The Byzantine Empire

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Byzantine Art
Byzantine Art

The reign of Emperor Justinian I., known as the Age of Justinian, was the most efficient in the history of the empire.

It was distinguished by the rise of painting, sculpture, and architecture. In this reign the empire was extended; the great churches were constructed, including Saint Sophia and several hundreds others; and the famous "Code of Emperor Justinian" was written. He was succeeded by Emperor Justinian II., who was unfortunately harrassed by the Persians in the East and the Avars in the West. His reign was followed by Maurice, a weak and lawless ruler, who was overthrown by Heraclius. The latter reigned successfully from 610 to 641. His achievements in war are regarded equal to those of Scipio and Hannibal. Though several possessions were lost, those remaining were closely united and the Byzantine empire became more distinctly Greek.

From 716 to 1057 followed a period of prosperity. It was marked by successful defenses against the Bulgarians and Saracens. The period witnessed the great internal religious controversy that tended to weaken the empire against foreign foes. The controversy was between the Iconoclasts and the Established Church. The former, who opposed the presence of images in places of public worship, were led principally by Leo III. This long dispute resulted in the separation of the Greek Church from the Roman Catholic Church in the last half of the 9th century; the formal separation occurred at the excommunication of the Greek Church in 1054. This schism was to have profound effects on the history of Europe, as the western nations were reluctant to aid the Byzantines in their wars against the muslims and in fact sometimes came into open conflict with the Byzantine Empire, further weakening it, and allowing the muslim empire to expand at the expense of Byzantine territory.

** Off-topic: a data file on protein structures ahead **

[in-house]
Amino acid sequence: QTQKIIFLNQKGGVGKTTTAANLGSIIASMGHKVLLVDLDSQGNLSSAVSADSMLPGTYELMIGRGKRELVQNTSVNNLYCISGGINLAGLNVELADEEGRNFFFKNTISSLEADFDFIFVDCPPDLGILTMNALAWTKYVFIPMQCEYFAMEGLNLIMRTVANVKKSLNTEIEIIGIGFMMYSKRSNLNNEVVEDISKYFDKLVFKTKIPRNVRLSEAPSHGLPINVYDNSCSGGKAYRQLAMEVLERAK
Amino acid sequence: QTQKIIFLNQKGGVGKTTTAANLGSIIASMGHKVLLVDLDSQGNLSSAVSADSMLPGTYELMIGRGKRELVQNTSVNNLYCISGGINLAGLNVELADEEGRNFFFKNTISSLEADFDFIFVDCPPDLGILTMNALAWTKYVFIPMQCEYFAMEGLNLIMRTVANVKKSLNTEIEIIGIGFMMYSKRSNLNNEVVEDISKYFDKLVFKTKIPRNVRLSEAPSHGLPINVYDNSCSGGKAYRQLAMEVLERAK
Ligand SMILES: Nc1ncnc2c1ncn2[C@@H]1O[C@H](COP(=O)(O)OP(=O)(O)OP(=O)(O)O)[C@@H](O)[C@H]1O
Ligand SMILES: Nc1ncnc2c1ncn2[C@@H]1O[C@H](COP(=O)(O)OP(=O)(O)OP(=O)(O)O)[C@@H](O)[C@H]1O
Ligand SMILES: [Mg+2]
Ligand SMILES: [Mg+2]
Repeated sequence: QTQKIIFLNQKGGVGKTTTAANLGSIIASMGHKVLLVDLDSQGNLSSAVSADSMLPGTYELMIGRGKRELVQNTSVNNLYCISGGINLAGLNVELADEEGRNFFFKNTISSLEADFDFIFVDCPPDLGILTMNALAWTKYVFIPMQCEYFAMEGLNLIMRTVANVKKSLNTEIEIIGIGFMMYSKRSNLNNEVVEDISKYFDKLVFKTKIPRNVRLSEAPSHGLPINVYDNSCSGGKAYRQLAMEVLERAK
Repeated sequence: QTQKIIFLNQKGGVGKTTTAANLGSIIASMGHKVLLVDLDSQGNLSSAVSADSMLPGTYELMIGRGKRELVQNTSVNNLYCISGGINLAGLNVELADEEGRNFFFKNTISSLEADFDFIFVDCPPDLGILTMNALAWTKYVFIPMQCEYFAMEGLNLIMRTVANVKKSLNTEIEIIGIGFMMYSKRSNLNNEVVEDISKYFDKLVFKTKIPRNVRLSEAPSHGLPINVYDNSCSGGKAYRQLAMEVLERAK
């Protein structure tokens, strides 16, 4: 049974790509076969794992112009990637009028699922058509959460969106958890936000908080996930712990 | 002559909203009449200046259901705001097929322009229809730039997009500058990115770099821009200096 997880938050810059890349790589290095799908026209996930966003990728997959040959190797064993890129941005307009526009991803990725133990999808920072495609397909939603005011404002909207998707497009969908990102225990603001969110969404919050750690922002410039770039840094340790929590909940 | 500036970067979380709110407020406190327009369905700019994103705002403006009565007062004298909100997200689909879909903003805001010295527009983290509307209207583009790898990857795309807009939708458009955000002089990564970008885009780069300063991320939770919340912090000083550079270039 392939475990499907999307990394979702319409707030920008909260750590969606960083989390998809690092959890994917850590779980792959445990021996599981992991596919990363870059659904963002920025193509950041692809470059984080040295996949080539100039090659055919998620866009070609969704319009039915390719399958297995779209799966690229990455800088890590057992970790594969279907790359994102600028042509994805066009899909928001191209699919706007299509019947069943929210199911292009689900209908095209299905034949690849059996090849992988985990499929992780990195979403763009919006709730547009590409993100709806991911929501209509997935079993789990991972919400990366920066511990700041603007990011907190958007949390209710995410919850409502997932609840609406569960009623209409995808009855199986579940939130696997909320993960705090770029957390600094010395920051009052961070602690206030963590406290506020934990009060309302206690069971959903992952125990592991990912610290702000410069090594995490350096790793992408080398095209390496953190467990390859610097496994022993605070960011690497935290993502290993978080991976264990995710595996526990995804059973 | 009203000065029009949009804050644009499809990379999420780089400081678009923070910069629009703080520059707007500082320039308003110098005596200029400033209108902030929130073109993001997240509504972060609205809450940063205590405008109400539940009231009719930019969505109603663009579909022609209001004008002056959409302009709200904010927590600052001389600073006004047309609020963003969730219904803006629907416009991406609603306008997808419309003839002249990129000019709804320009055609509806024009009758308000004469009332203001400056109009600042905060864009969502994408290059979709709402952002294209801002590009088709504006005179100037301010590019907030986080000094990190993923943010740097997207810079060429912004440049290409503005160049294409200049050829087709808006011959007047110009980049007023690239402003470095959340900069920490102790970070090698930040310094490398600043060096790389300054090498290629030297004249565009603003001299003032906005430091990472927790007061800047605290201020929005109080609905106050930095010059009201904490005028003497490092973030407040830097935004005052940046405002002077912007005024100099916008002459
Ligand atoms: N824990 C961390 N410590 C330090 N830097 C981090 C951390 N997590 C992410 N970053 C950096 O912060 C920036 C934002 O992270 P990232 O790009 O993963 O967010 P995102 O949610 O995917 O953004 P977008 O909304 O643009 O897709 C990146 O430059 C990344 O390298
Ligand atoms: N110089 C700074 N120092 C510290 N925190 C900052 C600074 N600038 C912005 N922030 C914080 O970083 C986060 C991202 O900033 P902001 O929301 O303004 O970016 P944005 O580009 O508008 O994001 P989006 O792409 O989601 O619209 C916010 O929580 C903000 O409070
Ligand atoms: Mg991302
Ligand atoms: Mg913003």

In this period the empire possessed various distinguished though often cruel rulers, among them Empress Irene, who sought to unite the Eastern and Western empires by an endeavor to marry Charlemagne (who had assumed the crown of the Western The Roman Empire, though in fact he was the ruler of the Franks, a barbarian tribe based mainly in present day France). In order to carry out her scheme, the Empress blinded her own son so that he could not assume the throne, but she failed to achieve a union of the Byzantine empire with the Frankish empire pretending to be the restored The Roman Empire, for want of support in her own nation. In the reign of Constantine VII., in the middle of the 10th century, many Russian and Hungarian princes embraced Christianity and Christianized their people.

In the beginning of the 11th century the Bulgarians were conquered, but the Turks began to threaten Italy from the East, while the Normans became aggressive from the West.